Archive for April, 2008

Enhanced SpeedStep and thermal monitoring with NetBSD

So there is my new laptop boasting a 2.4GHz dual processor
CPU. NetBSD is installed and it’s time to build all the packages
from pkgsrc that I regularly use. Finding myself compiling several
large packages in parallel, I know I want all the speed the CPU can
offer, but maybe it could run too hot in the build. Particularly,
since I do not like air-con…

With NetBSD I set up sysutils/estd to monitor the ratio between load
and idle states the OS records. Seting high- and low-water marks one
can control the load above or below which to switch to the next higher
or lower CPU frequency, respectively.

That takes care of using the speed available, but doesn’t take care of
limiting the temperature.

To this end I configure envsys(4) by putting into /etc/envsys.conf:

coretemp0 {
        sensor0 {
                critical-max = 65C;
        }
}
coretemp1 {
        sensor0 {
                critical-max = 65C;
        }
}

The configuration is activated by issuing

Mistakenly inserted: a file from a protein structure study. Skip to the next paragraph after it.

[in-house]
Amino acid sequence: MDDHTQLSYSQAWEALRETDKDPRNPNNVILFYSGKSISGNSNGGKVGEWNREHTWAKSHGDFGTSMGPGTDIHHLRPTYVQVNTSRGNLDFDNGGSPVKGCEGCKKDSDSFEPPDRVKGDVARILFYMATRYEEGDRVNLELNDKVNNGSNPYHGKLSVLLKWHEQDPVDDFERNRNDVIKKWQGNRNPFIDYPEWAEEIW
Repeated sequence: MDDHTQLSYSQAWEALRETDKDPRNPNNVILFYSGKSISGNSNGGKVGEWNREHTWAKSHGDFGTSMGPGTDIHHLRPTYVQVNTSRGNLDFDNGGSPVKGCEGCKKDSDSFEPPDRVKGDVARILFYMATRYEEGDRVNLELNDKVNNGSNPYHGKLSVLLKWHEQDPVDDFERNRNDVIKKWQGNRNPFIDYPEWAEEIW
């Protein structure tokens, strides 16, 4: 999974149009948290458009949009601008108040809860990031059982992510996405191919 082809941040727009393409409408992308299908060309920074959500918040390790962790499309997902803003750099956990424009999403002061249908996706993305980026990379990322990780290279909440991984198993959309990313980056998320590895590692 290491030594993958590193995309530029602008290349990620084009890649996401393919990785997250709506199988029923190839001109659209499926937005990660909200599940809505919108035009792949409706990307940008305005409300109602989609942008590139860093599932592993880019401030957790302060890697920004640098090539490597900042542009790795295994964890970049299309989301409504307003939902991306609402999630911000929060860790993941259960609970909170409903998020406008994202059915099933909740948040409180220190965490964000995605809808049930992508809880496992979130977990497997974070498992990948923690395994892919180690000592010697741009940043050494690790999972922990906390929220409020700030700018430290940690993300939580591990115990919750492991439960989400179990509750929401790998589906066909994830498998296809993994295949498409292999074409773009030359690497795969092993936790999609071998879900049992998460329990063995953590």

envstat -c /etc/envsys.conf

Now the envsys sytem will trigger critical events whenever the
temperature of one of these sensors goes above 65C. Such an event
results in executing the script /etc/powerd/sensor_temperarture.

In this script I put:

       .
       .
       .
case "${2}" in
normal)
        case "${1}" in
        coretemp*)
                echo "estd_flags=\"-l 40 -h 70 -b\"" >/etc/rc.conf.d/estd
                /etc/rc.d/estd restart
                ;;
        esac
        exit 0
        ;;
       .
       .
       .
critical-over)
        case "${1}" in
        coretemp*)
                /etc/rc.d/estd stop
                sysctl -w machdep.est.frequency.target=600
                ;;
        esac
        exit 0
        ;;
       .
       .
       .

It works nicely: the temperature sensor goes above 65C, the envsys
triggers a critical-over event, the script stops estd and sets the
frequency to the lowest possible value on this CPU. Under heavy load
it stays there long enough for the sensors to go down to about
52C-55C, before the normal event is triggered, estd is restarted and
the heat rises again…

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